The exposure of babies to dust mites could reduce risk of allergies

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New research has shown that the exposure of babies to dust mites may reduce the risk of developing allergies, such as eczema and asthma, when they become older.

One hundred and eleven children with an allergy history in both parents were recruited by researchers at the NIHR Southampton Respiratory Biomedical Research Unit. Half of them were given oral drops of dust mite allergen and the other half was given a placebo.

The treatments continued twice a day from the ages of six to 18 months. It was discovered that the exposure to a common allergen found in mattresses, pillows and on carpets, reduced the incident of an allergy by around 63%.

An allergy consultation based at Southampton General Hospital, Professor Hasan Arshad, said that the findings are very exciting as it has shown that a safe, simple treatment such as oral dust mite extract reduces the early onset of allergies if given to children who are at high risk.

He said that although it is known that dust mites can cause allergies and asthma, the use of the same allergen in an oral extract form, which is known as immunotherapy, is able to reduce the reaction of the body not only to dust mites, but also to other allergens.

He stated that there is a strong possibility that this could lead to the prevention of eczema, asthma and other allergy-related diseases.

In the UK, 25% of people are affected by allergic diseases, and since allergies normally commence early in life, children suffer most. Dust mites are the top allergy-triggering substance in the UK and prompts reaction in a high number of children who suffer with asthma.

Professor Arshad is the chairman of allergy and clinical immunology at the University of Southampton and has stated that previous studies done by his team has indicated that around 25% of children who are in the high-risk group show evidence of an allergy at 18 months and go on to be at high risk of developing asthma during their later years of life.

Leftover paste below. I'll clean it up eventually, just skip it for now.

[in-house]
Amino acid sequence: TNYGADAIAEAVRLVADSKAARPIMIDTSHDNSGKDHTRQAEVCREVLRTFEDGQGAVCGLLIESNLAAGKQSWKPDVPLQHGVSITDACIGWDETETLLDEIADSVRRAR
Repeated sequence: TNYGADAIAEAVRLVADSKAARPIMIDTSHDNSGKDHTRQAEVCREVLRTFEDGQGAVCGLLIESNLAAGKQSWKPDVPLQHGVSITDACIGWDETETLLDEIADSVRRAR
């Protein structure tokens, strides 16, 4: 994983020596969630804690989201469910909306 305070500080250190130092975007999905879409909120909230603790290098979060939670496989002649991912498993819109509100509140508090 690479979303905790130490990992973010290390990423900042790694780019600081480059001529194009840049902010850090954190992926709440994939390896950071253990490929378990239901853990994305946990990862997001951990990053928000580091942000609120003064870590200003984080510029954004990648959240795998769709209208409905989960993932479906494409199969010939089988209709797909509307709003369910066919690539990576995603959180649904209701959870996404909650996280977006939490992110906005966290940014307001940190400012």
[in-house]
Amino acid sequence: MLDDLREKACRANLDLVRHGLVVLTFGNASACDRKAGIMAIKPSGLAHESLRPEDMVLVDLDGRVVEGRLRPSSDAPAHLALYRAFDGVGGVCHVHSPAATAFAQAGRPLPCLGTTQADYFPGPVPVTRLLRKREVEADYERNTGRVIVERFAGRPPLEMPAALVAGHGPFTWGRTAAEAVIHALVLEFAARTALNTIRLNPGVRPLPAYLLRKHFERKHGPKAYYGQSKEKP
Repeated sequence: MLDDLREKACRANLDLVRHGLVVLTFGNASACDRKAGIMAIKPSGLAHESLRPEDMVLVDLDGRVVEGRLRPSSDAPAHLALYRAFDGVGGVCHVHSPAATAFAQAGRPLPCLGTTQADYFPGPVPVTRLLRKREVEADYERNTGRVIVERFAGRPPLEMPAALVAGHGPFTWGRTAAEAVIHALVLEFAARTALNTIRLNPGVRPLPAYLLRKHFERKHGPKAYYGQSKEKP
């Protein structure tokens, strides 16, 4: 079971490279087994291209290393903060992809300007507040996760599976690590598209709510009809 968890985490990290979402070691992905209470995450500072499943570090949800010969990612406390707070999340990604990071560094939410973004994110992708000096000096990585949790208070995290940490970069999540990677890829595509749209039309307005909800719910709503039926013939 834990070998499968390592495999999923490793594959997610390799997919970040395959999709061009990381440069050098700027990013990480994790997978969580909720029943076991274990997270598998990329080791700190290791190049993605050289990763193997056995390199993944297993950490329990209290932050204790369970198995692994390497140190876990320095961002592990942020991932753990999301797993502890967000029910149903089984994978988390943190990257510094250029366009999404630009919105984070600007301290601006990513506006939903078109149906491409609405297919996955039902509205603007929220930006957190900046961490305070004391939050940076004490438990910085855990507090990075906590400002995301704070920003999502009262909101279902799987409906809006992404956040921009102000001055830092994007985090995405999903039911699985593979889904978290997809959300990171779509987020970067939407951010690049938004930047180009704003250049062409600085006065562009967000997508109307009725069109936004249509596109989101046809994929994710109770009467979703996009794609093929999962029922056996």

The findings of this study were presented to the European Academy of Allergy and Clinical Immunology Congress which took place in Copenhagen on Wednesday. It indicated that the results achieved in the placebo group were as was expected as 25.5% developed an allergy to dust mites or other known allergens. However, the dust mite extract group saw this occurrence in only 9.4%.

A consultant in paediatric allergy and respiratory medicine, Professor Graham Roberts, stated that a reduction in allergies at an early age should result in a reduction in the development of asthma during later childhood. He said that there is still the problem that they need to indicate that there is a prevention method for asthma, and since the reactivity to the allergen has been reduced, the likelihood of asthma development in children is low.

The children who participated in the study will be followed and checked when they become three and five years old to examine the long-term effects of the treatments they received.

Image Credit: Nate Grigg

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